Finnish researchers have found that individuals requiring a hospital stay as a result of a traumatic brain injury are more likely to develop dementia later in life.
The longitudinal population-based study, published in the journal Neurology last month, reviewed the medical records of 31,909 Finnish people over a 20-year period. Nearly 700 of the individuals had experienced a TBI requiring at least five days in hospital between 1970 and 2017, and 976 went on to be diagnosed with dementia. Close analysis of the records revealed that those who required hospital treatment for three or more days had a higher risk of developing dementia in later life.
The participants were aged between 25-64, had regular health check-ups every five years between 1992-2012 and were monitored for dementia diagnoses for up to five years after the study. With TBI considered a potential dementia risk factor, the researchers set out determine whether TBI actually increases the risk of dementia when adjusting for other relevant dementia risk factors, such as physical activity and alcohol consumption.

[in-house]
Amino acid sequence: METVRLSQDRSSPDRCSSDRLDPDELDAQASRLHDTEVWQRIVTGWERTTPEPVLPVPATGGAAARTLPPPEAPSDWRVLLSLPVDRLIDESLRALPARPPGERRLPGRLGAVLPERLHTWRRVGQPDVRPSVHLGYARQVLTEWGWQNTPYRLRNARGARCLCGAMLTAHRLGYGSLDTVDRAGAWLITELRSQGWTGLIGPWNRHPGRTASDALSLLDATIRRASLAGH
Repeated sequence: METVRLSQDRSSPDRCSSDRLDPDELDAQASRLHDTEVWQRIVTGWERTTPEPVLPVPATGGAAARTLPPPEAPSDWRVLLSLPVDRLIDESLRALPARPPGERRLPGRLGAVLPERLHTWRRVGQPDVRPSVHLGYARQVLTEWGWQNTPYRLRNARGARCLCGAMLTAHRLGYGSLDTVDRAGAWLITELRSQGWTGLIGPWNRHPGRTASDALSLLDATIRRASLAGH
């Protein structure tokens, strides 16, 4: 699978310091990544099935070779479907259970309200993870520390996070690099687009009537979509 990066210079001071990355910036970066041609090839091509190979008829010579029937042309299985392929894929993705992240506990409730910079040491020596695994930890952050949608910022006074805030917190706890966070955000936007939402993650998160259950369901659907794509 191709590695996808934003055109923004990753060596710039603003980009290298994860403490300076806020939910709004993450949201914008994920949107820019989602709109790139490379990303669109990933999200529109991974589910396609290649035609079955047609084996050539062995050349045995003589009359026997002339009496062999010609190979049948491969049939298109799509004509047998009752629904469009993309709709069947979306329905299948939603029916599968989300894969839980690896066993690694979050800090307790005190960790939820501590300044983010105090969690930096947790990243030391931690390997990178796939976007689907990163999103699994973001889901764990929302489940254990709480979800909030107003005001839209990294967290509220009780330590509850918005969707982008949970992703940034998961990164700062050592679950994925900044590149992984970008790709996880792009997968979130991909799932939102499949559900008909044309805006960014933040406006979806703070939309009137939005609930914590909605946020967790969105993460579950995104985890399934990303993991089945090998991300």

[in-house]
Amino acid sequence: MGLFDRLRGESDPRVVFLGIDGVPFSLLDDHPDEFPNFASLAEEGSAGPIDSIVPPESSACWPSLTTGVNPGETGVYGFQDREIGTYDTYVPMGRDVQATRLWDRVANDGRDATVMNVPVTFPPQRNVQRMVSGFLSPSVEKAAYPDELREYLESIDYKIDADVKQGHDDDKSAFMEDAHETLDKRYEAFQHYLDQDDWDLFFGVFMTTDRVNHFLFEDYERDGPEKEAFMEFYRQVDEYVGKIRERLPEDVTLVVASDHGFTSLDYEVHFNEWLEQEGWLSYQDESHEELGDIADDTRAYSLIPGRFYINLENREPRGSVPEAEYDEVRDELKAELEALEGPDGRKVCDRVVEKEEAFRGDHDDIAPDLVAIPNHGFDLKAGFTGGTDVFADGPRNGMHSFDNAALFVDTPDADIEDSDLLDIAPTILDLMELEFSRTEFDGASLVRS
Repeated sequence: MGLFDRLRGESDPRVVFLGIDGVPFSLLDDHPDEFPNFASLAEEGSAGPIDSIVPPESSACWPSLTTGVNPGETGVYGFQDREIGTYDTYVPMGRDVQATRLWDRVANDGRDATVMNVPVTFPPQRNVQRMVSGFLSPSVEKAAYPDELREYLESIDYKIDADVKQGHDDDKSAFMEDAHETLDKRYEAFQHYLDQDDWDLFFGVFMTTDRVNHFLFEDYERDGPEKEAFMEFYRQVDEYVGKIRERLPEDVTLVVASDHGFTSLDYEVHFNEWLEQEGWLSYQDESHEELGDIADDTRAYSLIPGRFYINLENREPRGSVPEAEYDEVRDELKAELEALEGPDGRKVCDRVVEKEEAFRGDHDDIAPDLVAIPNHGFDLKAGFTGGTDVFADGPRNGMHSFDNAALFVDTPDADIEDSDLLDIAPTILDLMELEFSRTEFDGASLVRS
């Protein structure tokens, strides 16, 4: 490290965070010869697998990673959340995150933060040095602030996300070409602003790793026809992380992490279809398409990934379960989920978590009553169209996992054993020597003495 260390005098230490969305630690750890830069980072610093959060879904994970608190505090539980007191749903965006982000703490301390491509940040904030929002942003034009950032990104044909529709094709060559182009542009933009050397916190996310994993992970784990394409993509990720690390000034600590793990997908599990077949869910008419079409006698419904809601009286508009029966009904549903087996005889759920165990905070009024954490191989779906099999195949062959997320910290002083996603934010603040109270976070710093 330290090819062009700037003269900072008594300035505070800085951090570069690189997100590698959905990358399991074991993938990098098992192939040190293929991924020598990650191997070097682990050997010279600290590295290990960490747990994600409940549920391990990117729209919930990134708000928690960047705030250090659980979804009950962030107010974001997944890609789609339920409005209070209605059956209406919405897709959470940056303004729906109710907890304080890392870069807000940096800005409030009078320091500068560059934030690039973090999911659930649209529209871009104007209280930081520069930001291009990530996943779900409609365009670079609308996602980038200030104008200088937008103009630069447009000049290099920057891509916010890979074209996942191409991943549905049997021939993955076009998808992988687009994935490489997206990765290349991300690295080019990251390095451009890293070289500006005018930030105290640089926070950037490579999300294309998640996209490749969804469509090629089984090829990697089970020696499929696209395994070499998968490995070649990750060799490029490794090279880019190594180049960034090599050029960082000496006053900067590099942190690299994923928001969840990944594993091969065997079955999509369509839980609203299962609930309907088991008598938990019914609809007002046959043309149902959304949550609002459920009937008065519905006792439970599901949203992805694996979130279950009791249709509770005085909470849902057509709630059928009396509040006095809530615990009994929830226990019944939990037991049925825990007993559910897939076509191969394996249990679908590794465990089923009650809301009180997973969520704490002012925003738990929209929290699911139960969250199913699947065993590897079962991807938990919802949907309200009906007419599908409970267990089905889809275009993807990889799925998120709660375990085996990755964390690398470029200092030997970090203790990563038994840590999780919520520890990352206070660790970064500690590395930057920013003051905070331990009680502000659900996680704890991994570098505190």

The research also revealed that people hospitalised for up to one day, after experiencing a minor brain injury, did not have a significantly increased risk of developing dementia.
Dr Rosa Sancho, Head of Research at Alzheimer’s Research UK, said:
“This study provides further evidence that major traumatic brain injury increases dementia risk, but the findings suggest that this effect was weakened in people who were physically active and didn’t drink too much alcohol. The results highlight the complex nature of dementia risk and the importance of the combined effects of several factors.
The researchers only considered TBI cases requiring hospital admission in the study and did not look at the effects of smaller, more frequent head impacts common in some sports.”
Read ‘Risk of Dementia After Hospitalization Due to Traumatic Brain Injury: A Longitudinal, Population-Based Study’ in Neurology.
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